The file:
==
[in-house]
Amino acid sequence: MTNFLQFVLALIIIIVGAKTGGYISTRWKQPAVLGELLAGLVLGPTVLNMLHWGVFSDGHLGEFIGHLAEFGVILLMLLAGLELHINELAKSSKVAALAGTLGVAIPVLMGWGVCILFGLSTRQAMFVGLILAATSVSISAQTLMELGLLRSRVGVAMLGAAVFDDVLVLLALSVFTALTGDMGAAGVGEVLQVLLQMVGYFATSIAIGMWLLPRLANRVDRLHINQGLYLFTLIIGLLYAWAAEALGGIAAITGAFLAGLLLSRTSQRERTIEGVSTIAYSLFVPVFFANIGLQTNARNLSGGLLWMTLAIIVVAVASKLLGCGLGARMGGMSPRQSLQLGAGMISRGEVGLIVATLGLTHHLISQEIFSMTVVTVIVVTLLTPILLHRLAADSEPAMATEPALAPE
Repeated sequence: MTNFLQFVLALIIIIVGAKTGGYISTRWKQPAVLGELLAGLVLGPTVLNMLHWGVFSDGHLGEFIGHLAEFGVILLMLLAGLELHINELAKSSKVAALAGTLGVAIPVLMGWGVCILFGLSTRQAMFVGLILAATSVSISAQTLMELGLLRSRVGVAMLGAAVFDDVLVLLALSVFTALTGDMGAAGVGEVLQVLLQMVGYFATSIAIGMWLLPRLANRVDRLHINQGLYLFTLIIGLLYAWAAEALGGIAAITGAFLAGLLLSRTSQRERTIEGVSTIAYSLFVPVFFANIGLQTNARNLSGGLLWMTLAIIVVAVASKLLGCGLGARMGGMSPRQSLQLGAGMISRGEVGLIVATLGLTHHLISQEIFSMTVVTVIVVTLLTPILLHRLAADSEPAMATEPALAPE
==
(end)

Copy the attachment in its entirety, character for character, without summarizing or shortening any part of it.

[in-house]
Amino acid sequence: MTNFLQFVLALIIIIVGAKTGGYISTRWKQPAVLGELLAGLVLGPTVLNMLHWGVFSDGHLGEFIGHLAEFGVILLMLLAGLELHINELAKSSKVAALAGTLGVAIPVLMGWGVCILFGLSTRQAMFVGLILAATSVSISAQTLMELGLLRSRVGVAMLGAAVFDDVLVLLALSVFTALTGDMGAAGVGEVLQVLLQMVGYFATSIAIGMWLLPRLANRVDRLHINQGLYLFTLIIGLLYAWAAEALGGIAAITGAFLAGLLLSRTSQRERTIEGVSTIAYSLFVPVFFANIGLQTNARNLSGGLLWMTLAIIVVAVASKLLGCGLGARMGGMSPRQSLQLGAGMISRGEVGLIVATLGLTHHLISQEIFSMTVVTVIVVTLLTPILLHRLAADSEPAMATEPALAPE
Repeated sequence: MTNFLQFVLALIIIIVGAKTGGYISTRWKQPAVLGELLAGLVLGPTVLNMLHWGVFSDGHLGEFIGHLAEFGVILLMLLAGLELHINELAKSSKVAALAGTLGVAIPVLMGWGVCILFGLSTRQAMFVGLILAATSVSISAQTLMELGLLRSRVGVAMLGAAVFDDVLVLLALSVFTALTGDMGAAGVGEVLQVLLQMVGYFATSIAIGMWLLPRLANRVDRLHINQGLYLFTLIIGLLYAWAAEALGGIAAITGAFLAGLLLSRTSQRERTIEGVSTIAYSLFVPVFFANIGLQTNARNLSGGLLWMTLAIIVVAVASKLLGCGLGARMGGMSPRQSLQLGAGMISRGEVGLIVATLGLTHHLISQEIFSMTVVTVIVVTLLTPILLHRLAADSEPAMATEPALAPE